He’s best known as a designer, the pen behind gracefully muscular concept and production vehicles like the BMW Z8 roadster and the Aston Martin DB9 sports car. But Danish designer Henrik Fisker could eventually wind up better known for a small, eponymously-named California start-up company with some very big plans.
In an unexpected move, Fisker left Ford’s then parent company, Ford Motor Co., in 2005, to set up his own firm in Southern California. Initially, he and his partners planned to revive the lost art of custom coach building, taking platforms from luxury makers like BMW and Mercedes-Benz and retrofitting them with limited edition bodies and interiors. But a couple years later, the designer shifted gears again.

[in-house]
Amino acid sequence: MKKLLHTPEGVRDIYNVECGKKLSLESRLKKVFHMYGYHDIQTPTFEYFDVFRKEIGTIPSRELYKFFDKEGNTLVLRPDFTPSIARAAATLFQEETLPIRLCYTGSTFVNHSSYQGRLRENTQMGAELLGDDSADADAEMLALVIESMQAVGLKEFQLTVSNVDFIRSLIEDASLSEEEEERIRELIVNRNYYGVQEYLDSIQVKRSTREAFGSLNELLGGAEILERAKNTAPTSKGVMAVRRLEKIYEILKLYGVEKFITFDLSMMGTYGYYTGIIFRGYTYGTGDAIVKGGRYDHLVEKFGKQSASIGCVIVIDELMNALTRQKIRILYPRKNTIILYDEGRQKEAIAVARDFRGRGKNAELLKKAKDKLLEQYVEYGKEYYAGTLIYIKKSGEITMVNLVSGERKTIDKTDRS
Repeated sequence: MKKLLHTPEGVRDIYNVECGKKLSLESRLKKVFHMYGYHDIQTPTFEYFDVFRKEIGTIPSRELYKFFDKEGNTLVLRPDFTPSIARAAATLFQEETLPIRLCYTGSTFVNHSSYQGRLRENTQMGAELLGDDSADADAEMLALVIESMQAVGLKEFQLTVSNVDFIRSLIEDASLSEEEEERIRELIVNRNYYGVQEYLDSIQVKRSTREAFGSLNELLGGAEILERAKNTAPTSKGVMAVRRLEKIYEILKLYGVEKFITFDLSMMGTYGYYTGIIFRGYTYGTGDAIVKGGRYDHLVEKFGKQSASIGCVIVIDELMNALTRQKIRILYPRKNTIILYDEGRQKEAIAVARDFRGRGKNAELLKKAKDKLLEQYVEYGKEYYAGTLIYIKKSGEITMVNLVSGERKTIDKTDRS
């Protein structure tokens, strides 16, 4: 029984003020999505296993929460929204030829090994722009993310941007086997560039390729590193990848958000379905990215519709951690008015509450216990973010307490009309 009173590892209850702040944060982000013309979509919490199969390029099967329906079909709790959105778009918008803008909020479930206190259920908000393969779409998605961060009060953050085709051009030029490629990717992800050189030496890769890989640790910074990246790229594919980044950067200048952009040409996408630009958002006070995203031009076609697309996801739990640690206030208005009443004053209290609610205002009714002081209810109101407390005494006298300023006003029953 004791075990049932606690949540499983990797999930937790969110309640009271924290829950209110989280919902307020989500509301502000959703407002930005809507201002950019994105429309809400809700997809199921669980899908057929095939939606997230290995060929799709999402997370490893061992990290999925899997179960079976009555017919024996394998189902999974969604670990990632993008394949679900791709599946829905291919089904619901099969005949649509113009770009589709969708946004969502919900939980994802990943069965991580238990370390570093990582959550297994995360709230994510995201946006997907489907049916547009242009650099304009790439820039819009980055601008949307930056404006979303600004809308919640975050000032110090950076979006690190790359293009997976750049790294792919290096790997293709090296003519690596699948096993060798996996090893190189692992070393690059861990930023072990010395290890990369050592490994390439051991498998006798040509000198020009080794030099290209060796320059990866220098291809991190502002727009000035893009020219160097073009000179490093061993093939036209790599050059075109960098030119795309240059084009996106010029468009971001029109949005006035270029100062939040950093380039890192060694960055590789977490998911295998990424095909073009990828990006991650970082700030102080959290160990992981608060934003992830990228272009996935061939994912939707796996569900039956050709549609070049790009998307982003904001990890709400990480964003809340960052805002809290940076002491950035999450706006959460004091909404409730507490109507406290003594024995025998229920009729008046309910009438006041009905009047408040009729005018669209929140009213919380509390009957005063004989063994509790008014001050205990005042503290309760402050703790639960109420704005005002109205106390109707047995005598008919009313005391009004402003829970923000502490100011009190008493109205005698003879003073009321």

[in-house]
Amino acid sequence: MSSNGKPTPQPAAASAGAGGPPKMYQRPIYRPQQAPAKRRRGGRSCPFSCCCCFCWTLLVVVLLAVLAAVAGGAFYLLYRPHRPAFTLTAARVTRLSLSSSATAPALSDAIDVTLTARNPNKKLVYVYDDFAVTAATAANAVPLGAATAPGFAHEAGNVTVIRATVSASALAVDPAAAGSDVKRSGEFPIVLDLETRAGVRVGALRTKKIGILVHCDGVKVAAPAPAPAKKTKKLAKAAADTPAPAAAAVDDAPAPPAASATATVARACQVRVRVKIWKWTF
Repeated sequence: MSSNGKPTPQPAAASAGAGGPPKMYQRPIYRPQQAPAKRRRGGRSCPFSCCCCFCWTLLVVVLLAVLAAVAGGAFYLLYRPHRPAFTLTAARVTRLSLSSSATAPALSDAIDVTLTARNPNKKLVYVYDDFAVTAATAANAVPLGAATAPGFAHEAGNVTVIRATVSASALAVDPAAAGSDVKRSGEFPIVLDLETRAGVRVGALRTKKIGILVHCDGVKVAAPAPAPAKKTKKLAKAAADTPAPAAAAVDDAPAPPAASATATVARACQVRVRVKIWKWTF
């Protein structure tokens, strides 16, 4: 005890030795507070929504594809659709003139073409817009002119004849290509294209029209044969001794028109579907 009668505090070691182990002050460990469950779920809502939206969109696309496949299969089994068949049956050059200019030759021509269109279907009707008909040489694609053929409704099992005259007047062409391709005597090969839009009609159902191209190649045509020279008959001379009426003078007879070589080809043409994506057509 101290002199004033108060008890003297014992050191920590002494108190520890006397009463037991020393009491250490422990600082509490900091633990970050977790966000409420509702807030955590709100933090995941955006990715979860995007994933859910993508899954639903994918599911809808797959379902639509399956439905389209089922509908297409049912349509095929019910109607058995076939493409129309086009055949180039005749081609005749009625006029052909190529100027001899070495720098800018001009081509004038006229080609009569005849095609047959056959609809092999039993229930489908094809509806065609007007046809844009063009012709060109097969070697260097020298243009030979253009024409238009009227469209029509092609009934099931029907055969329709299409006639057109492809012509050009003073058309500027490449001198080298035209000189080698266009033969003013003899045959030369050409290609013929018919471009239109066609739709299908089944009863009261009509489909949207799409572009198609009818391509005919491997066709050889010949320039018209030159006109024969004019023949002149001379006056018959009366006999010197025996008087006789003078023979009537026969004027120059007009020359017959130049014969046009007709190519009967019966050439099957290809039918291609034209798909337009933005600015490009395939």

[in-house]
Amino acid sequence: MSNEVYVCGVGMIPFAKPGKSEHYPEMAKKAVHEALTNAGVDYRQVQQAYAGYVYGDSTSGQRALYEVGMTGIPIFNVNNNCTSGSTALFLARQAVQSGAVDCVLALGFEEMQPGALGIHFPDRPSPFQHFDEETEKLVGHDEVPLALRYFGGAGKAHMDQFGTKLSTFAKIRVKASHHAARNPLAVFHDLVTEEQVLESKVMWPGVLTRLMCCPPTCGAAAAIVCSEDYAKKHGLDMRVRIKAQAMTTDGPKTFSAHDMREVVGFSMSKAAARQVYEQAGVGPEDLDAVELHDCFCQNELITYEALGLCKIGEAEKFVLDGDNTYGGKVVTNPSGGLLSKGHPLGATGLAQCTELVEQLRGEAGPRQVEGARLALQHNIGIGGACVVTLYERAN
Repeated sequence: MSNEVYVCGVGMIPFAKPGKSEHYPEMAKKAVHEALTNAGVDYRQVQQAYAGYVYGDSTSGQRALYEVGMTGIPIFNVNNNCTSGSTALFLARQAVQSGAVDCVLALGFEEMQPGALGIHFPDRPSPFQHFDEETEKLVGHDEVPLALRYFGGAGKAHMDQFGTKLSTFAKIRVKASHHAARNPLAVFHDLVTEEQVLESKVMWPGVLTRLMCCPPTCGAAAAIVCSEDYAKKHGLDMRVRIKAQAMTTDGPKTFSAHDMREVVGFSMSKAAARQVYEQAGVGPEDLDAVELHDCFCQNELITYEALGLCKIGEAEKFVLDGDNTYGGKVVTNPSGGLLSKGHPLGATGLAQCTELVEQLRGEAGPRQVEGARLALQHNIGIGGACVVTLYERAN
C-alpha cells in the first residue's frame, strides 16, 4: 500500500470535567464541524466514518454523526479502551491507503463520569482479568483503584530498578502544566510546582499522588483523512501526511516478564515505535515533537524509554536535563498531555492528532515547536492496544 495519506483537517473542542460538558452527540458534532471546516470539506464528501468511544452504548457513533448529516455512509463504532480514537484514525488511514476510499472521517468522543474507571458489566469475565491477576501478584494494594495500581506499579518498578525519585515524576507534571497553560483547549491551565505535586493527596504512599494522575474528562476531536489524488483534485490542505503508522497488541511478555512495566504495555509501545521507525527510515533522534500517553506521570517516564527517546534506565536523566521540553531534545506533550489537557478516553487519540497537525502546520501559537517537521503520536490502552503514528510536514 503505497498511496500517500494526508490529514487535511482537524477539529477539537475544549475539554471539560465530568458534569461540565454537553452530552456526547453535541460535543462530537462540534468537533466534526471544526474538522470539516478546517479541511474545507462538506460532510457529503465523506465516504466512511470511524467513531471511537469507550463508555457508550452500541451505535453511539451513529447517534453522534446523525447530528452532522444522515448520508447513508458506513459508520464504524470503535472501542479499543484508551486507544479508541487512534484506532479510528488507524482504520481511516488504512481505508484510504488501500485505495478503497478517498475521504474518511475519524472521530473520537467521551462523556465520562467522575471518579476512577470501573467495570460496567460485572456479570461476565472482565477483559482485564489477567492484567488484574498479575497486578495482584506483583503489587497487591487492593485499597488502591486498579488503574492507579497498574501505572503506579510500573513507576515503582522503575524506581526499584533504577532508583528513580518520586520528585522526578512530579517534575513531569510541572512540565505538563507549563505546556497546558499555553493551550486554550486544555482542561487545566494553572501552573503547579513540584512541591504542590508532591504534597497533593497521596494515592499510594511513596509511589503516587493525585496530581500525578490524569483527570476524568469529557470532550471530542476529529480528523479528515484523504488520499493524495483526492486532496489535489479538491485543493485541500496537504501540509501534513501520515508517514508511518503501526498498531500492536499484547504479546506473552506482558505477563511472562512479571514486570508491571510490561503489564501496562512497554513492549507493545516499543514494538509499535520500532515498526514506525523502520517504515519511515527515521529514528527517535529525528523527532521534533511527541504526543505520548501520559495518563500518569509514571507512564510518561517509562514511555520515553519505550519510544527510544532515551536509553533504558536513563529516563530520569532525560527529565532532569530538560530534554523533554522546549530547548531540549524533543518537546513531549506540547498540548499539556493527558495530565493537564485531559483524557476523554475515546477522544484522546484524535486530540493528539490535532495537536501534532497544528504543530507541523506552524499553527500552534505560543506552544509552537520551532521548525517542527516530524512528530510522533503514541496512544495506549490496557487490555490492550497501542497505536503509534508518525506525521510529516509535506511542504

Next June, Fisker Automotive will deliver the first of an all-new series of vehicles dubbed Karma, using plug-in hybrid powertrain technology. Plug-ins go a step beyond conventional hybrids, like the Toyota Prius, with oversized battery packs permitting a motorist to commute or run errands largely on electric power alone. But Fisker insists that’s just the beginning. Late last month, he announced plans to use a $528 million federal loan to purchase an abandoned General Motors plant, in Wilmington, Delaware, to produce a second line of plug-ins which the company expects to export around the world.
Can a Danish sports car designer challenge the big names in the auto industry? TheDetroitBureau.com Publisher Paul A. Eisenstein spoke to Henrik Fisker about his company, his plans and his challenges.